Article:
When I began my career 30 years ago as an intelligence officer during the heart of the Cold War, the newly created Canadian Security Intelligence Service (CSIS) garnered little respect and virtually no attention.

Canada was in a very different space, with a different economy, world view (admittedly more parochial) and style of government. Outside of pop culture literature and big-budget movies, nobody was interested in spy-versus-spy capers.

Fast-forward to 2015, and we’re paying a lot of attention to national security. In fact, some would argue too much, or perhaps with the wrong emphasis—and, even worse—with potentially irresponsible motives. Questions surrounding Bill C-51 (see: Canada’s response to a globalized terrorism threat) provide a stellar example of how politicized and polarized national security issues can become.

Events over the past decade have transformed reality within the security environment—and, most important—to the perceptual safety and security lens of Canadians.

The frequency and intensity of terrorist violence; the associated events of social political upheaval; the rapid force multiplier and disruptive effects of technology—have left us feeling uncertain. And, in increasing numbers, quite fearful.

It’s no mystery why this occurred—just look at a short list of impactful milestones such as: actions taken by the U.S. and its allies in Iraq after the 9/11 tragedy; deploying the Canadian Forces and CSIS assets to Afghanistan; the ever-consequential Arab Spring democratic uprising; and multiple Canadian-based plots like the planned but never executed series of attacks in and around the Greater Toronto Area (also known as the “Toronto 18”), or the killing of a Canadian reservist as he stood guard at our National War Memorial in Ottawa.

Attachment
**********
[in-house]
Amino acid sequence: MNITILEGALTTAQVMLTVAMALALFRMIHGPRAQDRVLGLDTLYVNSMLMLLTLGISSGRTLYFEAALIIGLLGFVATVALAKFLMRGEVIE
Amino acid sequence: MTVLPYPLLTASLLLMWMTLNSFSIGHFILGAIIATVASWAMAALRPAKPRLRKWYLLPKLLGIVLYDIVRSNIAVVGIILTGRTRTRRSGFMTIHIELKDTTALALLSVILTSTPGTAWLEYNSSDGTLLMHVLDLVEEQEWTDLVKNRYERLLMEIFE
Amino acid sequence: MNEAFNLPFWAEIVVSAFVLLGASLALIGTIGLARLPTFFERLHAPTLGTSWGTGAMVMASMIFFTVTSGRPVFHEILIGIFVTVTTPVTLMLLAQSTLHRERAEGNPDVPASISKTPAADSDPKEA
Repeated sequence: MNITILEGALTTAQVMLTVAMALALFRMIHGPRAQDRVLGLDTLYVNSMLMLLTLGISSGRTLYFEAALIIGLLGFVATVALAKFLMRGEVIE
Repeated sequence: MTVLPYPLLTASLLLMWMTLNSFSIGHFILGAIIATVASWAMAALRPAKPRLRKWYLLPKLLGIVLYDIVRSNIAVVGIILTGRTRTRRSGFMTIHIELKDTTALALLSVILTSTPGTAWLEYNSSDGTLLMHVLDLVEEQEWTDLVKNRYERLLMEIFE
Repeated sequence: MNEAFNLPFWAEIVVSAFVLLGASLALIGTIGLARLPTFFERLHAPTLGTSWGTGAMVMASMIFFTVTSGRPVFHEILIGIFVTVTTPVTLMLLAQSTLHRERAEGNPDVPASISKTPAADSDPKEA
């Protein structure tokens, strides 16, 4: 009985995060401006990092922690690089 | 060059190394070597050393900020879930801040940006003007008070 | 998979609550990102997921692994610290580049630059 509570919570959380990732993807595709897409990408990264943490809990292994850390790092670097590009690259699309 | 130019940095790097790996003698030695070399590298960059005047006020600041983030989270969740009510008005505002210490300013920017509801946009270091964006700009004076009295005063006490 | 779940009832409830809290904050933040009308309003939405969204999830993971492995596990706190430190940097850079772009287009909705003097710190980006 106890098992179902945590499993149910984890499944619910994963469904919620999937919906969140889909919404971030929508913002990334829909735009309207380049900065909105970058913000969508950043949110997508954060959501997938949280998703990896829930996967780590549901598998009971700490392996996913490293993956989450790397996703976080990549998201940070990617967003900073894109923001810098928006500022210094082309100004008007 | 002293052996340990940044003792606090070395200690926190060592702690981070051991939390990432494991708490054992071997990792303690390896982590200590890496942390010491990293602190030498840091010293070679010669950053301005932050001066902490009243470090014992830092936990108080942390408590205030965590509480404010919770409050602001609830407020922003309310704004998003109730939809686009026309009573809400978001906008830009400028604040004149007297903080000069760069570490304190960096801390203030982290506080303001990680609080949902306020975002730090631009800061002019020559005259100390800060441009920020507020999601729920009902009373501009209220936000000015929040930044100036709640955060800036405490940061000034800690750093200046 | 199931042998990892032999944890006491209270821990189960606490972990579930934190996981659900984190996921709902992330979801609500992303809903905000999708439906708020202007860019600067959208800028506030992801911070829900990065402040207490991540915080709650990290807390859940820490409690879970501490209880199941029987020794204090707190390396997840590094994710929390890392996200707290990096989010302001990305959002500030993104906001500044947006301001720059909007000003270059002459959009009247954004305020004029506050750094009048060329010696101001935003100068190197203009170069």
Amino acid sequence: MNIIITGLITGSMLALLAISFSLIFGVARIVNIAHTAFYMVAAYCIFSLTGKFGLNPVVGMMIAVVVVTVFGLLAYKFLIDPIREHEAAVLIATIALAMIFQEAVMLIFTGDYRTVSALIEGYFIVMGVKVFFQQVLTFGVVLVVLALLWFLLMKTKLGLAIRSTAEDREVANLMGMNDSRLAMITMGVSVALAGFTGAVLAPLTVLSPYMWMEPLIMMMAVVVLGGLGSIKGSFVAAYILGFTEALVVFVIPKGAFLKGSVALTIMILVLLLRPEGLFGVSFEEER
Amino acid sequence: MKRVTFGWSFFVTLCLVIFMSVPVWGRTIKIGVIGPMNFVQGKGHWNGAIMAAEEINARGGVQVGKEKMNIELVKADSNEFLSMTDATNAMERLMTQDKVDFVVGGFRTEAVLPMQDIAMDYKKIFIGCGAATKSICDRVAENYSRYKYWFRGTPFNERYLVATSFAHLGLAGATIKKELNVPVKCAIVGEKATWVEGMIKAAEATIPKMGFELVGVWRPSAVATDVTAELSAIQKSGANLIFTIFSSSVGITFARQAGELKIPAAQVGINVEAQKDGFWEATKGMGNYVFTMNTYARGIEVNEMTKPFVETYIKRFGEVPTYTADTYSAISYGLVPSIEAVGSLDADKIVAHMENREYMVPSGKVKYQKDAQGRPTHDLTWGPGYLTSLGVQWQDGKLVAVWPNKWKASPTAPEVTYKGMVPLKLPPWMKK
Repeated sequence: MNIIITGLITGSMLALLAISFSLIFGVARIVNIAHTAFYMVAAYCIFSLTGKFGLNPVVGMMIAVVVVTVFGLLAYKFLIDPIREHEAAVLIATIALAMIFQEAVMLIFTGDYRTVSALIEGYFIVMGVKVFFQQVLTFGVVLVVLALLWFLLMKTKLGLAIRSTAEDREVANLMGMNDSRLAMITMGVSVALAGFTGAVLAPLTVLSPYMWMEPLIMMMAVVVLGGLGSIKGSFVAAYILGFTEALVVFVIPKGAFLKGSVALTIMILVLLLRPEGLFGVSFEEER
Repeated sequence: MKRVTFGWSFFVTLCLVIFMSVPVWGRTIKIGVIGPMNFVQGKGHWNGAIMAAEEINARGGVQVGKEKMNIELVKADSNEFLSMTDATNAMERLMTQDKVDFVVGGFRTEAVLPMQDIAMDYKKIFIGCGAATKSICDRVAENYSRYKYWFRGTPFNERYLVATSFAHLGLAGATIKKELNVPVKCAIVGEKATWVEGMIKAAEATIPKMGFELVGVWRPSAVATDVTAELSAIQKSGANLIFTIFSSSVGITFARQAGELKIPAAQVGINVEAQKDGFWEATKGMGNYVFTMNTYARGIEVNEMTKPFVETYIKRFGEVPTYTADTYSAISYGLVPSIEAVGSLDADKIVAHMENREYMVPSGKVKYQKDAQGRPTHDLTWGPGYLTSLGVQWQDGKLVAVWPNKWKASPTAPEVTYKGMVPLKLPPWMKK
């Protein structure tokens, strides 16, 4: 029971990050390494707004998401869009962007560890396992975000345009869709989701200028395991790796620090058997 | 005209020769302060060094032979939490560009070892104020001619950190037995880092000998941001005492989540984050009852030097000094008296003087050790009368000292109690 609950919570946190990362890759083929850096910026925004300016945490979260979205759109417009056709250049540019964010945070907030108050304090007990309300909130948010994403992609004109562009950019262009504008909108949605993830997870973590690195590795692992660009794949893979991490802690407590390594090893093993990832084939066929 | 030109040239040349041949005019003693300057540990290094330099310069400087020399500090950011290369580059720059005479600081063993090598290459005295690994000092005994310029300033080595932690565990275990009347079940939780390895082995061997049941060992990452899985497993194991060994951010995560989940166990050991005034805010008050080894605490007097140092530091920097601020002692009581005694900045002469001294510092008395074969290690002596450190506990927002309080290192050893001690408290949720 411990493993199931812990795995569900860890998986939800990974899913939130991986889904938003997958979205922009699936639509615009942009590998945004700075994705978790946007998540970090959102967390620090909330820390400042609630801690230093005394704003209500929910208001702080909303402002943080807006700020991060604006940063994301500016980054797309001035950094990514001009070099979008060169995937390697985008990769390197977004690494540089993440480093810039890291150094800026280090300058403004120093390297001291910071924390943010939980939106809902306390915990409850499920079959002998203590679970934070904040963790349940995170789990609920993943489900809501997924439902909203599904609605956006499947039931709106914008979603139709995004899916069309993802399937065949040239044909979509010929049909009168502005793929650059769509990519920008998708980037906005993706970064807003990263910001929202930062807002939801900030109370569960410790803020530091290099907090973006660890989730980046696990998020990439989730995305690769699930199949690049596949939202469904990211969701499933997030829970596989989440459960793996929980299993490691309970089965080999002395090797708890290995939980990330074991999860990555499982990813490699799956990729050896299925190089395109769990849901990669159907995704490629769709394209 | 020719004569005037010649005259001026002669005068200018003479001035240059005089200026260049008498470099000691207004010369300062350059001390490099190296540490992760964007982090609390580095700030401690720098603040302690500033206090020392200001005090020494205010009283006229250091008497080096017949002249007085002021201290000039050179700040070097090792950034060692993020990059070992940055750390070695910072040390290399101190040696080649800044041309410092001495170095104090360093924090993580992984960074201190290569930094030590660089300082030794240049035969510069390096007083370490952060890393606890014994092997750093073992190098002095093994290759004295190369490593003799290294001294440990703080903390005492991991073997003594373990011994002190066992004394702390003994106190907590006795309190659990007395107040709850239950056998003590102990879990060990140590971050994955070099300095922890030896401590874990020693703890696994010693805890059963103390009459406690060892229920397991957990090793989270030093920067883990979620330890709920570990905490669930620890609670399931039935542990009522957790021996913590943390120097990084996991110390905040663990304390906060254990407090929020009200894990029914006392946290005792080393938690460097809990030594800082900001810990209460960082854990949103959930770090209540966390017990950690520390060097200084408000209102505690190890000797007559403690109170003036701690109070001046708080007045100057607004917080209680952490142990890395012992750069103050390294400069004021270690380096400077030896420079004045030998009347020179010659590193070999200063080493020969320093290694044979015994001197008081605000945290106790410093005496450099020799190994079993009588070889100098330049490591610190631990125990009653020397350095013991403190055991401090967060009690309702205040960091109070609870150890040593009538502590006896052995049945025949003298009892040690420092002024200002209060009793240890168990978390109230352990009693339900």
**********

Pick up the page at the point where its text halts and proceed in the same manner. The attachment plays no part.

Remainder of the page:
In an age of network infotainment and almost unlimited access to uncensored social media, we’re treated to a constant barrage of horrible images and disturbing storylines. Sensationalism aside, there’s even more to keep us anxious. Take the issue of cyber threat—theft of intellectual property, financial assets and sometimes even our identity. Headlines are frequent, but we have little understanding of how it’s done, by whom or how to stop it.

Moving away from the virtual world—and back to a coldly realistic one—Canadians can’t help but take note of being “Back in the USSR” with an increasingly defensive and belligerent Putin-led regime, and a highly probable round of strategic brinkmanship in 2016.

The threat environment is more unpredictable and deadly than it has likely ever been in the modern age. So what does that all mean in the context of the national security and the 2015 federal election?

It’s important to be realistic and aware that the global threat environment has indeed been amplified—however, it’s equally important we don’t exaggerate that environment and its inherent risks. Therefore, insight is more valuable to individuals and businesses than ever before.

Canadian interests are part of an integrated global economy and will be increasingly affected by a broad spectrum of globalized threats—from cyber terrorism and data loss, to a new-era Cold War.

We also need to include secondary and tertiary areas of concern to understand our world, such as: the recent deal to reduce proliferation threats by Iran; the promise and perpetual trauma emerging out of Africa; security in the South China Sea; strategic repositioning by Saudi Arabia and the Gulf States; the issue of energy; and the almost overwhelming migration levels not seen since World War II.

With that as context, rest assured that the political parties vying for your vote are themselves increasingly interested in the subject. They understand the challenges ahead—from keeping Canadians safe to reducing risks to Canadian business investments that may be targeted by malicious acts.

The overarching question is: will they be responsible in responding to those challenges?

Stay tuned as we unpack threats and identify critical national security issues in advance of Election Day 2015.

Authored by: Ray Boisvert